Ein wissenschaftlicher Text, mit Zitaten und Widerlegungen, gut geschrieben, leicht leserlich. Und traurig…
Der Autor – Alvin H. Rosenfeld – ist eine anerkannte Größe auf dem Gebiet, eins von seinen Bücher ist übersetzt worden. Also lesen und nachdenken.
Ein paar Fragmente?
“German fascism came and went. Soviet Communism came and went. Antisemitism came and stayed.” […]
Is there a new antisemitism today? There is, and while much of it resembles the antisemitisms of the past, certain features of present-day hostility to Jews and sometimes also to Judaism do seem new. One is that, like so much else today, Jew-hatred has been globalized and effortlessly leaps across borders. In the past, antagonism to Jews tended to take the form of localized activities, but thanks to the internet and other global media, antisemitism now belongs to the world at large.
Like all states, Israel at times makes costly mistakes. Its policy of large-scale settlement in Gaza and the West Bank has long been a flashpoint of dispute, and its sometimes harsh treatment of Palestinian Arabs living in those areas has also drawn a great deal of negative attention.
Criticizing such policies and actions is, in itself, not antisemitic. To call Israel a Nazi state, however, as is commonly done today, or to accuse it of fostering South African-style apartheid rule or engaging in ethnic cleansing or wholesale genocide is to go well beyond legitimate criticism. Apart from the United States, to which it is almost always linked by its enemies, no country on earth is as vilified as the Jewish state. Moreover, those who denounce it as an outlaw or pariah nation are found on both the left and the right, among the educated elites as well as the uneducated classes, and among Christians as well as Muslims. In some quarters, the challenge is not to Israel’s policies but to its legitimacy and right to an ongoing future. Thus, the argument leveled by Israel’s fiercest critics is no longer about 1967 and the country’s territorial expansion following its military victory during the Six Day War, but 1948 and the alleged “crime,” or “original sin,” of its very establishment. The debate, in other words, is less about the country’s borders and more about its origins and essence. One of the things that is new and deeply disturbing about the new antisemitism, therefore, is precisely this: the singling out of the Jewish state, and the Jewish state alone, as a political entity unworthy of a secure and sovereign existence. […]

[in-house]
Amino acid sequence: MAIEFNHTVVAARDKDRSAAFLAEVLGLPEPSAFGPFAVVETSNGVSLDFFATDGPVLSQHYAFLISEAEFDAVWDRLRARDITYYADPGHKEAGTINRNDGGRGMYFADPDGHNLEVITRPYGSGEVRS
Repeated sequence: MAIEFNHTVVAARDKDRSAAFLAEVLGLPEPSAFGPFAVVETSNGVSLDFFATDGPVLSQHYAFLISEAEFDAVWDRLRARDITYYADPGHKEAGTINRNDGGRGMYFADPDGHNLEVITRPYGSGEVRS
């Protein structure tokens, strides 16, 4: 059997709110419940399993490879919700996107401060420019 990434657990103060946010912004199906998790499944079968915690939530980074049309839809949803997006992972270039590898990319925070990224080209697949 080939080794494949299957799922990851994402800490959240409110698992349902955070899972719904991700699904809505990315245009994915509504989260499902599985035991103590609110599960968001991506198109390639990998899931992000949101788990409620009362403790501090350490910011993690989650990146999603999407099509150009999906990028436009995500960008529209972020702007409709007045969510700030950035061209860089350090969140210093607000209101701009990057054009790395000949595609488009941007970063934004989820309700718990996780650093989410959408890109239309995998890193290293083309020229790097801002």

As if the foregoing were not bad enough, to point up how tainted Zionism is, Rose reaches for the ultimate weapon in the arsenal of the anti-Zionists–the alleged link between the Jewish national movement and Nazism–and offers this gratuitous and altogether baseless anecdote:
“It was the same Paris performance of Wagner,” she writes, “when– without knowledge or foreknowledge of each other–they were both present on the same evening, that inspired Herzl to write Der Judenstaat and Hitler Mein Kampf “ (pp.64-65). Inasmuch as Herzl died in 1904 and Hitler never set foot in Paris until his triumphal entry into the French capital in 1940, this story is entirely apocryphal. Even if there were some historical basis for placing Hitler in the Paris opera house at the time when Herzl attended–and there is not–Hitler would have been a mere child then and hardly likely to draw inspiration for the writing of Mein Kampf. Surely Rose would have known that. Why, then, did she make this glaringly mendacious linkage between the father of Zionism and the father of Nazism? […]
in left-wing rhetoric, including that of many “progressive” Jews, “Zionism” has now become a term of abuse, meant to convey a dangerous and defiled ideology that has given rise to a corrupt and evil state. To bring this state to its knees by aligning it with the most atrocious behavior of the past century’s most notoriously criminal states is the aim of the anti-Zionists. […]
The fact that anti-Zionism–the rejection of the long-established Jewish right to a secure national homeland in Israel–is essentially nothing more than a version of antisemitism either eludes or fails to trouble Jews who identify with these political tendencies.
UPDATE: Inzwischen ins Deutsche übersetzt (Link).